Deal activity in the technology sector surged in the closing weeks of 2009, reversing two years of deepening drought. The flurry followed a long period during which share prices collapsed and the next quarter’s revenues were often hard to forecast.
For the full year, the number of deals fell to 107 from 195 in 2008, while closed-deal values dropped 53% to about $36 billion, according to a new report by PricewaterhouseCoopers. However, almost half of that dollar value was attributable to transactions that closed in the year’s final two months.
The momentum is continuing into 2010, says Todson Page, a partner in PwC’s technology transaction services practice. Given the stock markets’ recovery and the increased demand some technology vendors are seeing, the pace is expected to accelerate. Still, activity may be restrained by a continuing gap between companies’ true underlying value and what potential buyers are willing to pay for them, says Page.
Driving the miniboom will be the return of middle-market deals, which PwC defines as between $50 million and $500 million. As in other industries, many midsize firms stayed on the sidelines in 2009, looking for credit and waiting for the economy to stabilize. But PwC forecasts that this year the middle market will regain its historical level of accounting for 90% of technology deals. “We’re expecting not only that midmarket companies will be targets of larger companies but also that they will be buying each other as they try to position themselves for some type of ‘new normal’ in the technology industry,” says Page.
Further feeding the middle market, planned divestitures that had been put on hold due to valuation uncertainty are expected to make their way into the pipeline. As larger deals are announced, PwC expects to see an increase in regulatory reviews that will result in mandated divestments of business units.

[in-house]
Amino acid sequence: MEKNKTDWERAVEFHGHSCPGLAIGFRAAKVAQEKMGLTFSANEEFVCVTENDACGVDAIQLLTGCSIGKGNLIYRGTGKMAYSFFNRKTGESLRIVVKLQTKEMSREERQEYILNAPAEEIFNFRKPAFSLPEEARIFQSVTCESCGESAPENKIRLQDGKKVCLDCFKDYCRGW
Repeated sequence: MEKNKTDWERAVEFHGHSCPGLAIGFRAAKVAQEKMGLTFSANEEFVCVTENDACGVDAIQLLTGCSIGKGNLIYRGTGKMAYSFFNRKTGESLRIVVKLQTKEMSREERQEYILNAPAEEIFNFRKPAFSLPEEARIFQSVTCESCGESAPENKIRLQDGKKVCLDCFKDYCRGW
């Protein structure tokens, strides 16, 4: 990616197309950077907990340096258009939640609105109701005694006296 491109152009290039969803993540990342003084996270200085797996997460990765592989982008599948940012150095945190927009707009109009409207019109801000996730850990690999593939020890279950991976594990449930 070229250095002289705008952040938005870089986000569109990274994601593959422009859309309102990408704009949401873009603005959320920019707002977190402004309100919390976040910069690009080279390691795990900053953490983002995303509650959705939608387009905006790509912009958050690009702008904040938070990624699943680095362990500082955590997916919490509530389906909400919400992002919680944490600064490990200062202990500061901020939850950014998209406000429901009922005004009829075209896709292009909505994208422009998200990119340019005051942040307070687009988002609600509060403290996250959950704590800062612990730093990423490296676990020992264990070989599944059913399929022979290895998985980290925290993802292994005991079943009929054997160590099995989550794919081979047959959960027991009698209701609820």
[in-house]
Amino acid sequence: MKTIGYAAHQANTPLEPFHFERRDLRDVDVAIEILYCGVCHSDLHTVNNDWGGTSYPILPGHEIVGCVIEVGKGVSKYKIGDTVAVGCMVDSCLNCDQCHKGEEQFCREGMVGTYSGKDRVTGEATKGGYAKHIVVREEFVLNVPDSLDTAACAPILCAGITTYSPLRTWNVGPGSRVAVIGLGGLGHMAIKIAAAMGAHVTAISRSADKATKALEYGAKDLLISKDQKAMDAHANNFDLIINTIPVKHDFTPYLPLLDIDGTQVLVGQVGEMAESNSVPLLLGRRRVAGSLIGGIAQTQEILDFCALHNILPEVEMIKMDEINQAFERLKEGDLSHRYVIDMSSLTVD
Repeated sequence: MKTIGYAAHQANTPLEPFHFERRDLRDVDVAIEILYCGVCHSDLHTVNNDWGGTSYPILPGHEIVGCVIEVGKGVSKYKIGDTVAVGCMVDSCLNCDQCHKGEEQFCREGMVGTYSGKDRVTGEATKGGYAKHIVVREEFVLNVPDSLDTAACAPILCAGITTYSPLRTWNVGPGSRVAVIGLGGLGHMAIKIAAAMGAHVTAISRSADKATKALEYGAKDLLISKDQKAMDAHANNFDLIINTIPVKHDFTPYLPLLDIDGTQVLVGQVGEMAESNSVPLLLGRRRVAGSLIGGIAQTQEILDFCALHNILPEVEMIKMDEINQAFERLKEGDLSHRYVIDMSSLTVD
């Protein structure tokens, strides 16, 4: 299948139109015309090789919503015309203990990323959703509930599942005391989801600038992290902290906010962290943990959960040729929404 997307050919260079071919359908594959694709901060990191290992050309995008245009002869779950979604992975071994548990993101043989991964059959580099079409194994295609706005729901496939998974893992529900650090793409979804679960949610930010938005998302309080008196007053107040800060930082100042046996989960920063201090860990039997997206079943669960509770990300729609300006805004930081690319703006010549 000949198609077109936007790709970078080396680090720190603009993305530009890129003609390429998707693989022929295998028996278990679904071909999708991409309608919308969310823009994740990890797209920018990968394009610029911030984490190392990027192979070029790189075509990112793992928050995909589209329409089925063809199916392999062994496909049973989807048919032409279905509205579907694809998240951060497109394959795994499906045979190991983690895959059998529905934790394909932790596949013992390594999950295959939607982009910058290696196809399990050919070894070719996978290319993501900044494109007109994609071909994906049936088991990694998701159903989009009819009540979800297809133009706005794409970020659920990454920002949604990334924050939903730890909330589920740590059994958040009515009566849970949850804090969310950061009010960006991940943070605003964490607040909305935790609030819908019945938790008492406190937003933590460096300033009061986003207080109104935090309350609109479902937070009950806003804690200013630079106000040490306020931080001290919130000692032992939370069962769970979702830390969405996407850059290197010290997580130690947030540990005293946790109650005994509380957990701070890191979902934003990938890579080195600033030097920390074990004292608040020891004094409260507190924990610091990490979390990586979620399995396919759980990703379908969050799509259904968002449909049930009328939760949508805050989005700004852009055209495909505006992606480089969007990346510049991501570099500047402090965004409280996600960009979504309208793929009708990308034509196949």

Also likely is a rash of initial public offerings in the next few months, based on a large number of registrations filed in the second half of 2009. And early indications for 2010 suggest increased cross-border M&A activity, especially inbound to the United States from Asia. PwC says there also will be outbound activity from the United States to European markets with weaker currencies.
But while share prices are looking healthier and deals are picking up, the best that can be expected for the technology industry’s revenue outlook for 2010 is a tiny uptick. Some high-profile companies, such as Cisco Systems, recently reported big gains and, according to Gartner, worldwide spending on information technology is expected to grow by 4.6% as measured in U.S. dollars. But stripping out expectations for a weaker dollar this year, in constant-currency terms the forecast is for just a 1.5% increase.
Spending by U.S. companies likely will grow even less, if at all. Some of the best-performing IT products, like smart phones, are more consumer-driven, and overall growth rates are expected to be highest in emerging markets. “In the mature economies in the U.S. and Western Europe, flat budgets seem to be the consensus,” says Gartner analyst Richard Gordon.
Still, says IDC analyst Stephen Minton, the technology industry remains in pretty good shape — far better than its condition in 2001, when its own problems spurred its collapse. Now it just needs the economy to improve, though that is a work in progress. “It’s a long way from being a banner year for technology companies,” he says. “It’s a slow recovery by any standards.”